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Nour Fayyad

Deciphering the role of xeroderma pigmentosum C (XPC) protein in base excision repair (BER) and oxidative stress

Published on 30 June 2021
Thesis presented June 30, 2021

Abstract:
Xeroderma pigmentosum C (XPC) protein initiates global genome-nucleotide excision repair (GG-NER) to remove UV-induced helix-distorting DNA lesions such as pyrimidine (6-4) pyrimidone photoproducts [(6-4) PPs] and cyclobutane pyrimidine dimers (CPDs). XPC deficient (XP-C) patients show a persistence of such lesions triggering high skin cancer incidences. They also suffer from internal cancers that could be due to the accumulation of oxidative DNA damage. Such oxidative DNA damage, including 8-oxoguanine (8-oxoGua), is usually repaired by the base excision repair (BER) pathway. Despite growing evidence about how XPC enhances the activity of several BER DNA glycosylases, the effect of XPC mutations on other BER factors and their activities is still elusive. Herein, we seek to answer this open question by characterizing normal and XP-C fibroblasts derived from patients, optimizing the conditions, and dividing our project into two parts.
In part one, we showed a global downregulation of BER’s genes in XP-C cells post-UVB compared to normal ones. Furthermore, the major proteins linked to oxidative DNA damage repair (OGG1, MYH, and APE1) were downregulated. This led to an ineffectiveness of BER in excising UVB-induced oxidized purines. In part two, we investigated whether treating XP-C cells with different drugs balancing the redox state could boost BER’s activity in XP-C cells. We showed that nicotinamide (NIC) and N-acetyl cysteine (NAC) pretreatments increase glutathione level, decrease ROS level, and enhance BER’s gene expression and activity post-UVB. Meanwhile, buthionine sulfoximine/dimethylfumuate (BSO/DMF) pretreatment depletes glutathione level, increases ROS level, and impairs BER’s gene expression and activity post-UVB.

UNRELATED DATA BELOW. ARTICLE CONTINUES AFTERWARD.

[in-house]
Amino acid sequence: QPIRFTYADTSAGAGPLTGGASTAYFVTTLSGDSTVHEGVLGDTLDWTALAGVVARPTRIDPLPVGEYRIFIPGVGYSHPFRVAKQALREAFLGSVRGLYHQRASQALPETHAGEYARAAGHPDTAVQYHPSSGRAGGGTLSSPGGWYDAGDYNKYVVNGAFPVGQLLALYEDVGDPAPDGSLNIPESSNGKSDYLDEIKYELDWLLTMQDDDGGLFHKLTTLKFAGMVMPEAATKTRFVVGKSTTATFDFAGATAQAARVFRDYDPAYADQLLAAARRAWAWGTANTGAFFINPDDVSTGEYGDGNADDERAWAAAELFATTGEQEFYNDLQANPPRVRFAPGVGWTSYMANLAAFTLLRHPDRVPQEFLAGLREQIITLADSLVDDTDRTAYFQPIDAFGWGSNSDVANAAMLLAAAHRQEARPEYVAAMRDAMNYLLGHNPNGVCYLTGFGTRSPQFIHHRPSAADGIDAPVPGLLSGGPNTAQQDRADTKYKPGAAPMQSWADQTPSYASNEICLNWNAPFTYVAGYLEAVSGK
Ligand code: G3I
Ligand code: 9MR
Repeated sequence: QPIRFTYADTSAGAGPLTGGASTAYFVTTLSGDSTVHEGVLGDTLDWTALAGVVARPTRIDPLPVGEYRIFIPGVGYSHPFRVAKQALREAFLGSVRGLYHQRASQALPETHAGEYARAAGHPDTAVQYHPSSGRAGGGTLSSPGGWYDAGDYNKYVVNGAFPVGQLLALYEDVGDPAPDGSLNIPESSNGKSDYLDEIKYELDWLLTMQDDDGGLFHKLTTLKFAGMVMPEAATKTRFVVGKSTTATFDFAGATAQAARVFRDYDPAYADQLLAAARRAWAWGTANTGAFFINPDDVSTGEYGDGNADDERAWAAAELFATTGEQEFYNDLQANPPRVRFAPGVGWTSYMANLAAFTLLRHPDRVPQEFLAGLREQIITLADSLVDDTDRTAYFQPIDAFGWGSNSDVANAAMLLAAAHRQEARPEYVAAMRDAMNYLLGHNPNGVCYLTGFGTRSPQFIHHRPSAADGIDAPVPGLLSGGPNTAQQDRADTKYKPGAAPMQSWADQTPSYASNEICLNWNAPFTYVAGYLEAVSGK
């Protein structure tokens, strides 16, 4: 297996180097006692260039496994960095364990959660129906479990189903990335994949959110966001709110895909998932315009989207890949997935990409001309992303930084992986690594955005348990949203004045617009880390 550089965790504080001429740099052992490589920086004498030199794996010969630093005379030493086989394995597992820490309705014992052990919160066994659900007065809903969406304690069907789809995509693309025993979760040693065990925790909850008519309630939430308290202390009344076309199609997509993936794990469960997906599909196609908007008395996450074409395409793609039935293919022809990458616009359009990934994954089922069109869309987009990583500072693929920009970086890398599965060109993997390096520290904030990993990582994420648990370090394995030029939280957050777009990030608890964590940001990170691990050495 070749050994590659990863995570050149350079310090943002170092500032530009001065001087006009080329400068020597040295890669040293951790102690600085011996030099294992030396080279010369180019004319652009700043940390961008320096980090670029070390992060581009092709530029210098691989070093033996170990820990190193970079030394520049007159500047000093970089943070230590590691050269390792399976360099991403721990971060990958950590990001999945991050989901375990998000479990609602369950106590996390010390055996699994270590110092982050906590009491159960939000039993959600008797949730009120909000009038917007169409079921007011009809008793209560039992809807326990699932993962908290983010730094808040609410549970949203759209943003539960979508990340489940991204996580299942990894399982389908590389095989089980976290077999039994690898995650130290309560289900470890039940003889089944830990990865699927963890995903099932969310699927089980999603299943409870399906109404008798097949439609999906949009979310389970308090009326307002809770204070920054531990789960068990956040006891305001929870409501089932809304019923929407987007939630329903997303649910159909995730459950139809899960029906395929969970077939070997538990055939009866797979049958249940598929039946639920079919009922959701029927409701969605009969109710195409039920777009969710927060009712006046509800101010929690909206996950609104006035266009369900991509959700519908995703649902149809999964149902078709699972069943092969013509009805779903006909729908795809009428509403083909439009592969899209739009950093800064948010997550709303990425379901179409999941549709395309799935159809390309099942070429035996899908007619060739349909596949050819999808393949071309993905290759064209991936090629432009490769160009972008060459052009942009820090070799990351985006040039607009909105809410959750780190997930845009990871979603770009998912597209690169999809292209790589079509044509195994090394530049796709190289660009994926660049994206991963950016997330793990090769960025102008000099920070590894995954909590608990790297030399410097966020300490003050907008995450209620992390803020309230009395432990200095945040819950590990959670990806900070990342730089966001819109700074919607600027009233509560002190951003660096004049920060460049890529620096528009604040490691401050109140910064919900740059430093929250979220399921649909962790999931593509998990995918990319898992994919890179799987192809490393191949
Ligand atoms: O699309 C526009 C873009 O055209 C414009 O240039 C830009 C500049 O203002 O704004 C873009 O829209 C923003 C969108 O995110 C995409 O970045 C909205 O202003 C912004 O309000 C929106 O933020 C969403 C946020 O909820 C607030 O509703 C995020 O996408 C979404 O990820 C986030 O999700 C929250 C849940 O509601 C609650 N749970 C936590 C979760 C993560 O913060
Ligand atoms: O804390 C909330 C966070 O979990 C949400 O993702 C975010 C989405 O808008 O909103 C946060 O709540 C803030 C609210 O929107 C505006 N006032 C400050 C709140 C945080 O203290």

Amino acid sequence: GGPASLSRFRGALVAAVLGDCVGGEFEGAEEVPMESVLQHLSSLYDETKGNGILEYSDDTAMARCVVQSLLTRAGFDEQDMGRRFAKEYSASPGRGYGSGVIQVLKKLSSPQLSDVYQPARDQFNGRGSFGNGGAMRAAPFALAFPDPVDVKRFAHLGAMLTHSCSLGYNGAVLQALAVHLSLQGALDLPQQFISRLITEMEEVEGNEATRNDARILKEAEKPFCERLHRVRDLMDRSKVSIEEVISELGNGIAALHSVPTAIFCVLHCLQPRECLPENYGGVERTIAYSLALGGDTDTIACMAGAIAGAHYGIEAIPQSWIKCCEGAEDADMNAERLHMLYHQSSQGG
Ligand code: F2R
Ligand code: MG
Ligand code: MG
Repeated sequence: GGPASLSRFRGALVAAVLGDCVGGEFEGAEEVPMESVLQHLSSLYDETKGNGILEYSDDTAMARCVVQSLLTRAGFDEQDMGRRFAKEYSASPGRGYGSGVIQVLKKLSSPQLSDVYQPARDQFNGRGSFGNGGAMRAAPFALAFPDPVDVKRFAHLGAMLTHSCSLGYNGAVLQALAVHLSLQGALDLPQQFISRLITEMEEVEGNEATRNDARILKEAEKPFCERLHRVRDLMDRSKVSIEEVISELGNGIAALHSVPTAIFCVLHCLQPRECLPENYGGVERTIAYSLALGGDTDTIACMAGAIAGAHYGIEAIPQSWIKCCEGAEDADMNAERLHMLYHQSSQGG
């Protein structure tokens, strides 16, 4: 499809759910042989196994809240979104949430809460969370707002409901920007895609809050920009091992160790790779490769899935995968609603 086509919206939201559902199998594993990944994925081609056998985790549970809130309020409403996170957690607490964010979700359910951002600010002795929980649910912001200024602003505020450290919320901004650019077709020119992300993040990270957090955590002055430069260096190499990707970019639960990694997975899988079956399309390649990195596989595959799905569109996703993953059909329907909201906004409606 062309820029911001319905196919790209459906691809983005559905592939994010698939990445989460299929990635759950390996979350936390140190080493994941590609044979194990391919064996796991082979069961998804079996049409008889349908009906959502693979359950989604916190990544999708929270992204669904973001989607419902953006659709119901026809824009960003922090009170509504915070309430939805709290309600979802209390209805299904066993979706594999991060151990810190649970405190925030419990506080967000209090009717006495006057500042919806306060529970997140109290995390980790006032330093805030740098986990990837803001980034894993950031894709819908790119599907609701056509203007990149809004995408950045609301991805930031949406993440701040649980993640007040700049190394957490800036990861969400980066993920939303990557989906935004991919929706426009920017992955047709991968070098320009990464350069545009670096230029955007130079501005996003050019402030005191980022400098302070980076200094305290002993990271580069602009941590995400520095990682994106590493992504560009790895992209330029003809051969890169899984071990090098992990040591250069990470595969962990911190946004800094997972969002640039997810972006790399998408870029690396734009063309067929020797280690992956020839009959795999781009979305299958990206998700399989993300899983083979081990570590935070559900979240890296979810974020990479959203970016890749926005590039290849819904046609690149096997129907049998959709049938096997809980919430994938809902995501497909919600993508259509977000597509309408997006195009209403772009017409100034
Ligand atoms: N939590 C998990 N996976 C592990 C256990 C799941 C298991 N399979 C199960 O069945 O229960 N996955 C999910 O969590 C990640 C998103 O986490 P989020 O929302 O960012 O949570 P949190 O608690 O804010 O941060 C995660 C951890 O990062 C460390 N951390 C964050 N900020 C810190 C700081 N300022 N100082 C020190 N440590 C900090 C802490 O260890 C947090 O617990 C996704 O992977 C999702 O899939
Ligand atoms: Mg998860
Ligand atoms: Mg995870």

Based on these results, we could propose that pretreatment with drugs that could enhance glutathione’s level may protect XP-C cells from an imbalanced redox state that affects DNA repair. This could pave the way for therapeutic strategies for XP-patients and other DNA repair-deficient patients.
Future work is required to check the efficiency of such treatments on 3D reconstructed skin and in vivo models. Additionally, studying the interactome linking XPC and glutathione signaling could be interesting.

Keywords:
UVB, DNA repair, Xeroderma Pigmentosum C, Drug treatment, oxidative stress, Skin cancer